These days, I often come across people who say ‘I am off gluten’ or ‘I am on a gluten-free diet’. It has kind of become a fad. Let us try to understand what gluten is and whether one should stop having gluten.
Firstly, what is gluten? Gluten is a protein which is present in foods such as wheat, barley, rye and to some extent in oats. When you make a dough of wheat flour, the particles stick to each other, create a mesh-like network and give elasticity to the dough. When you roll the dough to make roti, paratha, naan or kulcha, it stretches due to the elasticity. This elasticity is a unique property of gluten. When you knead the dough, the mesh-like network traps air inside it. This air is released with the help of leavening agents such as yeast, baking soda or powder during baking. This gives a soft and spongy texture to breads, buns and cakes. This again is a property of gluten.
Coming to the second and most important question – should I give up gluten-containing foods? There are certain specific conditions where people may experience problem with the consumption of gluten. These conditions include –
- Celiac disease or Gluten-sensitive enteropathy
- Gluten allergy or wheat allergy
- Irritable bowel syndrome
- Inflammatory bowel disease or ulcerative colitis or Crohn’s disease
In the first two conditions i.e. celiac disease and gluten or wheat allergy, gluten consumption is completely contraindicated. In simple words, in these conditions, patients should completely avoid gluten-containing foods. Celiac diseases (CD) is an autoimmune disease (a condition where body cells start recognising themselves as foreign bodies or antigens and start attacking themselves). In CD, when a person consumes gluten, the body cells trigger the immune system that produces antibodies against the body’s own cells. These cells target the intestine and damage the intestinal cells resulting in diarrhea, abdominal pain, bloating and gas. They can affect other organs too leading to bone pain, muscle cramps, fatigue, seizures, skin rash and so on. Once the patients complete avoid gluten, the signs and symptoms subside and vanish. The second condition is wheresome people may have an allergy to gluten or wheat. They may also experience similar symptoms as by patients of CD; though the two conditions differ in their pathology.
Disorders of the intestine such as irritable bowel syndrome, inflammatory bowel diseases such as ulcerative colitis and Crohn’s diseases patients may have symptomatic relief after going on a gluten-free diet.Patients with these intestinal conditions experience abdominal pain, irregular bowel movements, diarrhea, constipation, abdominal cramps and bloating. In addition to this, patients with inflammatory bowel disease may also develop ulcers and have intestinal bleeding. Some patients may be relieved from these symptoms when they exclude gluten from their diet. Whether exclusion from gluten benefits them or not differs from individual to individual. There is no general rule.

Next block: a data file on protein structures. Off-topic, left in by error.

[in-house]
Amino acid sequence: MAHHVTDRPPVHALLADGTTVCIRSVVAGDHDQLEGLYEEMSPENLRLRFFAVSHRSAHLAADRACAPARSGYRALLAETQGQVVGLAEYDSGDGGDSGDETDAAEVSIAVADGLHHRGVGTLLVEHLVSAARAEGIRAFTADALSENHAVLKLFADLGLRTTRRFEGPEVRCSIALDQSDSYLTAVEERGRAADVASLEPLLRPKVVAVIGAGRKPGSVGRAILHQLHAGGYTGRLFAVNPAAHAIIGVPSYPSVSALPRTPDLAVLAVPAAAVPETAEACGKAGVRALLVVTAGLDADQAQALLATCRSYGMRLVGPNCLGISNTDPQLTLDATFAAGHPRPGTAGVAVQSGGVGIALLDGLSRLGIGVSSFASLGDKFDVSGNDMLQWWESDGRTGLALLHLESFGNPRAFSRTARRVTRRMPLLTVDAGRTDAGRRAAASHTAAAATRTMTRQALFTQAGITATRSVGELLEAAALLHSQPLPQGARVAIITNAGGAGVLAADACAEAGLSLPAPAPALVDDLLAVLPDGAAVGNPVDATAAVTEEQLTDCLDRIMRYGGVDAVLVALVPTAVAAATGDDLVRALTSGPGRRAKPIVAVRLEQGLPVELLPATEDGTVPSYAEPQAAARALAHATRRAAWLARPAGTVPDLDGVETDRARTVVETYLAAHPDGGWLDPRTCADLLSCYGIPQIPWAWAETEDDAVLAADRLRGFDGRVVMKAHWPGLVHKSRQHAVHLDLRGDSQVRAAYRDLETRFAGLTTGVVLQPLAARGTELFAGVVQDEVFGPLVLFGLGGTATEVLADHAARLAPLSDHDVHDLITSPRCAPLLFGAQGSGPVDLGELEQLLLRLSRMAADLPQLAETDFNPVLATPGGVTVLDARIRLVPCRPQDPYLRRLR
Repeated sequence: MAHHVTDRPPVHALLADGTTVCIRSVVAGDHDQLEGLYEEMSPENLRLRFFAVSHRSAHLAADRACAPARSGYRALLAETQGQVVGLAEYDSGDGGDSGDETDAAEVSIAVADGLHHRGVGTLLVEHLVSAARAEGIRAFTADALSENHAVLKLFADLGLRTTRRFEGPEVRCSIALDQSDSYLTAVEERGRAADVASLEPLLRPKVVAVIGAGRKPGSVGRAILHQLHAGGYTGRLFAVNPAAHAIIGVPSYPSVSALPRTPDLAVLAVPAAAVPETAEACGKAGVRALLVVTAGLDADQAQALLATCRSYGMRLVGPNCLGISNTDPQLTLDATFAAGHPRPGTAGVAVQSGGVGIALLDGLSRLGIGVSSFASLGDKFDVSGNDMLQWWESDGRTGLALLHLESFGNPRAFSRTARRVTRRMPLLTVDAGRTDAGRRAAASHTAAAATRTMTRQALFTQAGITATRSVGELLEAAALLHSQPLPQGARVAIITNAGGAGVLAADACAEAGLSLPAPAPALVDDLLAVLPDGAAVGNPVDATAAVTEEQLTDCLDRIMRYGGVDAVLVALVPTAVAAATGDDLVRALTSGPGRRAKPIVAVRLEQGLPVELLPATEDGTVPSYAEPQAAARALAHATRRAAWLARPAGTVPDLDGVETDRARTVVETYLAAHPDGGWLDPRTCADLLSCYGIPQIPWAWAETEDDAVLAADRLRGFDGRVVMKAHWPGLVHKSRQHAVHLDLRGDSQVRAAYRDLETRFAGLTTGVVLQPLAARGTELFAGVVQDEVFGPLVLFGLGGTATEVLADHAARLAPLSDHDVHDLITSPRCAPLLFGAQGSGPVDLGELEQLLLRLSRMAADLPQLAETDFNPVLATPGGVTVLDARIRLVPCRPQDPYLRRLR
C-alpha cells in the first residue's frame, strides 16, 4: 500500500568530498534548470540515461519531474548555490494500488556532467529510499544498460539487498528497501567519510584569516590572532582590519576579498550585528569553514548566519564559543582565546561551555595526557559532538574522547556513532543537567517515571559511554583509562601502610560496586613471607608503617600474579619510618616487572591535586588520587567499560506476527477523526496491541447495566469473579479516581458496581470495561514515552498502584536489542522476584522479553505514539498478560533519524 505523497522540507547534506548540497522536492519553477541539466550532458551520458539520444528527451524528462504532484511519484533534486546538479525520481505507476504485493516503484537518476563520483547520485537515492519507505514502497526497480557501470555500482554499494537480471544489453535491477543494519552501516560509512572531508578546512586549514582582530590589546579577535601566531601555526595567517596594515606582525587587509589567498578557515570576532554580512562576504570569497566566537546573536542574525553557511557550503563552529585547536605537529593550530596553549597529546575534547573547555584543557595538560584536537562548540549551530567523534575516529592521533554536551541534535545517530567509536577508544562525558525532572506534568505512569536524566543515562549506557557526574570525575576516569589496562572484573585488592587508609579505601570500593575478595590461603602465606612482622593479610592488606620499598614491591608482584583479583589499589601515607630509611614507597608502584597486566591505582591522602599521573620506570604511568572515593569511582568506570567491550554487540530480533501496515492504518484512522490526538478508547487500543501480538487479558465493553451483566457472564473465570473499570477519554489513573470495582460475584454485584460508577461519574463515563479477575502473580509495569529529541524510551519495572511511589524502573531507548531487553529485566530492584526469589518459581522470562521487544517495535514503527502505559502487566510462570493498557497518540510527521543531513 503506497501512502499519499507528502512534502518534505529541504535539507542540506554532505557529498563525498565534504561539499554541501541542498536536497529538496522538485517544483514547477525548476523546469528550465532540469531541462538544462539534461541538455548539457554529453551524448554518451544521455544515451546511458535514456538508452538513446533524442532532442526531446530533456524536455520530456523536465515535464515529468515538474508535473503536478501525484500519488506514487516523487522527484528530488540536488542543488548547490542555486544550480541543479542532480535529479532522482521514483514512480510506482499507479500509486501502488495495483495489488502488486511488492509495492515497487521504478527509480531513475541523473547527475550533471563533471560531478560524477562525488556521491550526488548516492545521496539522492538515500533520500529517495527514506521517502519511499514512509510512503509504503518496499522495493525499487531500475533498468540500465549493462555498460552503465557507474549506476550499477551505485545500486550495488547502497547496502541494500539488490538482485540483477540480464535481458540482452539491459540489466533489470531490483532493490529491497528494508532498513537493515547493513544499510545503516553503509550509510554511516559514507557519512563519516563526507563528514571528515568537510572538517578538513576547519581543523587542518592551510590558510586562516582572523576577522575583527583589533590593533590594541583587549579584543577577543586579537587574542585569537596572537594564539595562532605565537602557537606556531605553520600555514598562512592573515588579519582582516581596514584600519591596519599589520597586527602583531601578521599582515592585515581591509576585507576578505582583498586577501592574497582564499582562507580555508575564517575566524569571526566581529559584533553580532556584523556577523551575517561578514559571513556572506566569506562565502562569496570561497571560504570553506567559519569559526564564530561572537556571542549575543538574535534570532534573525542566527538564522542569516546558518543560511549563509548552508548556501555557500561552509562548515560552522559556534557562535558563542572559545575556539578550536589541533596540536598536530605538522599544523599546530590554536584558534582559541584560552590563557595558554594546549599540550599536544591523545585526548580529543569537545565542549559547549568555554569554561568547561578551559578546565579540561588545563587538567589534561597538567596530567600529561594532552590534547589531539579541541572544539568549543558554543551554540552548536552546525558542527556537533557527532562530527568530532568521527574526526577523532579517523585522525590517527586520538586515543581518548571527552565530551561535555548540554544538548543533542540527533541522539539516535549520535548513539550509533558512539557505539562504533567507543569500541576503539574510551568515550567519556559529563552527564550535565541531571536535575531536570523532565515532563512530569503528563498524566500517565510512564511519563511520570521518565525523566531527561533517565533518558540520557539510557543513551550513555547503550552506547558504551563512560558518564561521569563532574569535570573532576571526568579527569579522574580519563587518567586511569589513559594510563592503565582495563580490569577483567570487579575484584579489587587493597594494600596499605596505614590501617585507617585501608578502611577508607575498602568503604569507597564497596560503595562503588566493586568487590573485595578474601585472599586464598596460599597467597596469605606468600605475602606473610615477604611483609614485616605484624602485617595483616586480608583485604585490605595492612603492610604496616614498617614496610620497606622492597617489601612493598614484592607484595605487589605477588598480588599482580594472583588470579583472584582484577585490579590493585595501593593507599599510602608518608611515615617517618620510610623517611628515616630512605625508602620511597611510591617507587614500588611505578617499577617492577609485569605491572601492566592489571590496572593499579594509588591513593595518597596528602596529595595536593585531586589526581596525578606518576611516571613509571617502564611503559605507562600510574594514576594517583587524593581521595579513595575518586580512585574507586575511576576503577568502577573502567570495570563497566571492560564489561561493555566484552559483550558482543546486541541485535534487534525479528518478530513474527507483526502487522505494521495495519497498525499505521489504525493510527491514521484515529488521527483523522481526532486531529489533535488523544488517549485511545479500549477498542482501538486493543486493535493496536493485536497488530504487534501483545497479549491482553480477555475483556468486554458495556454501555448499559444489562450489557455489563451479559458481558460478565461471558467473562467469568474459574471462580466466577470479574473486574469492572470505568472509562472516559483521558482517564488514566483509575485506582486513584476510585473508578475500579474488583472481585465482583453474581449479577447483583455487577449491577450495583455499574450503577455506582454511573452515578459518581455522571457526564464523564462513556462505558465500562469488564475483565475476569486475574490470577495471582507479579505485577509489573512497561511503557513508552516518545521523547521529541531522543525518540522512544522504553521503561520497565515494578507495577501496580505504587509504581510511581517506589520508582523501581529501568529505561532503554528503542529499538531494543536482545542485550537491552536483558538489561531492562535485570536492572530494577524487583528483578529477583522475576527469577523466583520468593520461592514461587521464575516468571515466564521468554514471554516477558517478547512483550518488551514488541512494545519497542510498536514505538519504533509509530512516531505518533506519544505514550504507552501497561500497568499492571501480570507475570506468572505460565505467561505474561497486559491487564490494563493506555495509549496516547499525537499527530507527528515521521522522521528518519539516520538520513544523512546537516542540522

Autism Spectrum Disorders (ASD) is a group of neurological disorders which is diagnosed in early childhood. Children with ASD or autism have issues with social interaction, communication and behaviour. Recent research studies support the use of gluten-free casein-free diet(GFCF) for children with autism. This type of a diet may help in improving communication, attention, social interaction, motor co-ordination and hyperactivity behaviour. Casein is a protein present in dairy foods. These children often suffer from certain digestive issues such as reflux or regurgitation, constipation and infections. GFCF diet is seen to improve the bacterial environment in the intestine by promoting the growth of friendly bacteria which aids in reducing the digestive tract issues.
There is some scientific evidence that suggests that rice was better in reducing the blood glucose levels in patients with diabetes as compared to chapati. However, this area of research is in a nascent stage. Further research is needed to ascertain this finding.
Besides, the above discussed conditions, there is no scientific evidence to support that a gluten-free diet may help in any other disease condition.
Paharia, N.V. and Ray, K.S., 2017. Glycaemic and Insulin Response to Equi-Quantity of Selected Common Indian Staples in Individuals with Type 2 Diabetes Mellitus. Journal of clinical and diagnostic research: JCDR, 11(3), p.OC47.
Authors Bio – Mitravinda is a Nutritionist at DietChart with a doctoral degree in Food Science and Nutrition. She is a teacher, researcher and an author. Her passion for the subject prompted her to start writing blogs on various nutrition-related topics such as diet chart for weight loss, How to control hair fall, How to get rid of pimple marks etc. Through her blogs, she wishes to help people gain a deeper understanding about the relationship between food, nutrition, lifestyle and health.